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At last week's Communacopia Conference, MetroPCS (NYSE: PCS ) CEO Roger Lindquist was asked about the consolidation of the wireless industry. He said the carrier would do the right thing for "our shareholders, partners, and employees."
That right thing may include MetroPCS being acquired by another carrier trying to bulk up enough to contend against the duopoly of wireless heavyweights, AT&T (NYSE: T ) and Verizon (NYSE: VZ ) . According to Financial Times, a knowledgeable source has confirmed that MetroPCS is indeed exploring that possibility.
The source claims that DISH Networks (Nasdaq: DISH ) , Sprint Nextel (NYSE: S ) , and T-Mobile USA are the companies doing the wooing. Those carriers have not commented on the matter, but the FT source said, "[T]he dance is definitely real."
The cat was let out of the bag last February that Sprint was then engaged in secret talks to buy MetroPCS. Sprint's board of directors put the kibosh on that deal in spite of CEO Dan Hesse's desire to get it done. Perhaps the board saw that $8 billion price tag -- a 30% premium on MetroPCS' share price at the time -- as just too much to accept on top of Hesse's other large expenditures (a $15.5 billion deal with Apple for the iPhone, for example).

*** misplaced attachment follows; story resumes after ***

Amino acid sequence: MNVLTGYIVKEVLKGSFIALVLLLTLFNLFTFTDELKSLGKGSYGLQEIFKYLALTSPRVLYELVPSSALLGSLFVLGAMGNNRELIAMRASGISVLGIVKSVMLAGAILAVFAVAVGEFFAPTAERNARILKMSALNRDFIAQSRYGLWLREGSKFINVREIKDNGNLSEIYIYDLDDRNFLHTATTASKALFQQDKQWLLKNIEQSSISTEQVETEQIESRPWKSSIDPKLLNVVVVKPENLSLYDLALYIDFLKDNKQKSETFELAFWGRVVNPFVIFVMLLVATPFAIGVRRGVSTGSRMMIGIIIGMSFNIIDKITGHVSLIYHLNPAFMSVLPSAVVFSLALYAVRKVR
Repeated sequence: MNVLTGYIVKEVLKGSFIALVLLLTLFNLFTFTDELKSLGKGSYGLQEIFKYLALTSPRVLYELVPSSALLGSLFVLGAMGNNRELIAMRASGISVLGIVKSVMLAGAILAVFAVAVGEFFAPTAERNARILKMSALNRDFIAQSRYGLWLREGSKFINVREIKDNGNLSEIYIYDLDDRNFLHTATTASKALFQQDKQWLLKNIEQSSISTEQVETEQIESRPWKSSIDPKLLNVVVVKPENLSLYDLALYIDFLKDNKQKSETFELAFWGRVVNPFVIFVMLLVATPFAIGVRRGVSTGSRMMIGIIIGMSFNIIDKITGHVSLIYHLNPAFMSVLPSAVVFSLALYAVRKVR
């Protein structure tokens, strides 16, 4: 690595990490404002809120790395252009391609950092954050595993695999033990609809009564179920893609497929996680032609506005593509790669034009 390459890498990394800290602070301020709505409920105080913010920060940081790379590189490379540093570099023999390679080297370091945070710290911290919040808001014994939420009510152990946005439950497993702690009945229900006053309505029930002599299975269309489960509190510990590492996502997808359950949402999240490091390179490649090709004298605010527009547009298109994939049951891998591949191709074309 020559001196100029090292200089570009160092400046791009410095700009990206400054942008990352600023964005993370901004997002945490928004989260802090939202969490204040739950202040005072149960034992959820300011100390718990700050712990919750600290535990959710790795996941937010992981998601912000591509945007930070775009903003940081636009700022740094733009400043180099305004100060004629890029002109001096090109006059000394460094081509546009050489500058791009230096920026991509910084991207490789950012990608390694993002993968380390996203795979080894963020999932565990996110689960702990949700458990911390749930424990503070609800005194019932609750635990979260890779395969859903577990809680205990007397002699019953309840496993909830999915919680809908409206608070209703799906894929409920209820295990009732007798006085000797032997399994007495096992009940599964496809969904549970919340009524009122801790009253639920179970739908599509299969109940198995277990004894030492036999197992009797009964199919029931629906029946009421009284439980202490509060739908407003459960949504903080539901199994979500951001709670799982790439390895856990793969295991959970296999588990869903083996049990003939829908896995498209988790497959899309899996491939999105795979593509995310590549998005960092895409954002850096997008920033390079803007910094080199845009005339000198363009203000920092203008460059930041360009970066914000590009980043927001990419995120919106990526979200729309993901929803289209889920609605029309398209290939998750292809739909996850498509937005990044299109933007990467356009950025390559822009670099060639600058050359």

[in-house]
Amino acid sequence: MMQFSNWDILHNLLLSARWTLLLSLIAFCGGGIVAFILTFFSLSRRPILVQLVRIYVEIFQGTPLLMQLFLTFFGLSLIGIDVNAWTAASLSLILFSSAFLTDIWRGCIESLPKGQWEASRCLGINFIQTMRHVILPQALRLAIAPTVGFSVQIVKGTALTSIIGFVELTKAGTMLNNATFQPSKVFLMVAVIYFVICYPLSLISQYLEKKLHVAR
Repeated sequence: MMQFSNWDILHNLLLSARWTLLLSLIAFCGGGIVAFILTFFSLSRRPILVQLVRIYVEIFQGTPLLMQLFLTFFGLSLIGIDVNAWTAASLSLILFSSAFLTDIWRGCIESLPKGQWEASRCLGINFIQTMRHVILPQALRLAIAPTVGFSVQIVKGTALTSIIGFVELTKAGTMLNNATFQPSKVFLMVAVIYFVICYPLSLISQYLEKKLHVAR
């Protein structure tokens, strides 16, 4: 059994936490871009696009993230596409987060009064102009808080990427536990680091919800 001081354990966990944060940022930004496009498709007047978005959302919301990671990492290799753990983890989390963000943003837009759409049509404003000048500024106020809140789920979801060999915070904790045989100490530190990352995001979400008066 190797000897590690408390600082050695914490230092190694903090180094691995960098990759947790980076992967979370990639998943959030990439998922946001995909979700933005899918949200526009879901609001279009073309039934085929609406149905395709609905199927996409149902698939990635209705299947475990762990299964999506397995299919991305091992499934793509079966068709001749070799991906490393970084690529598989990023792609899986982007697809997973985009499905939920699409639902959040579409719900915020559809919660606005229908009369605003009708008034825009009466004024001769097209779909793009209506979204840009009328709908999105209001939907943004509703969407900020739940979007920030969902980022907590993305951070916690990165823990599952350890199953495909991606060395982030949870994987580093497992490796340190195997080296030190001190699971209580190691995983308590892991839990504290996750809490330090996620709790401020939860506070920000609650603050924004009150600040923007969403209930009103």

Obviously, then, Sprint's board -- which did not like being brought up to speed on the earlier proposed deal so late in the process -- would need a change of heart (and earlier input) for that deal to work.
T-Mobile's cash resources are about on a par with Sprint's. That is, both companies are already burdened by heavy debt loads. For T-Mobile to take control of MetroPCS would require it to borrow even more, something parent company Deutsche Telekom may be hesitant to do.
DISH, a satellite TV carrier, has been aggressively getting hold of wireless spectrum for its nascent satellite/terrestrial 4G LTE network. DISH would get a running start in its quest to become a wireless competitor if it could acquire a turnkey wireless carrier such as MetroPCS.
Meanwhile, MetroPCS is not hurting. At the end of last quarter it had in its treasury, cash, cash equivalents, and short-term investments a total of $2.3 billion. So for MetroPCS, that means that the company should be able to command a premium price if selling itself is the right thing to do.
The deals that Apple has been able to make with the wireless carriers -- ones heavily weighted to Apple's advantage -- just underscore the outsize effect Apple has on the world of mobile communications. To get the full scoop on this dominant company, grab your copy of the Fool's new premium report on Apple. It comes with a full year of updates, as well as an overview of the must-know opportunities and threats for every Apple investor. Click here to get started now.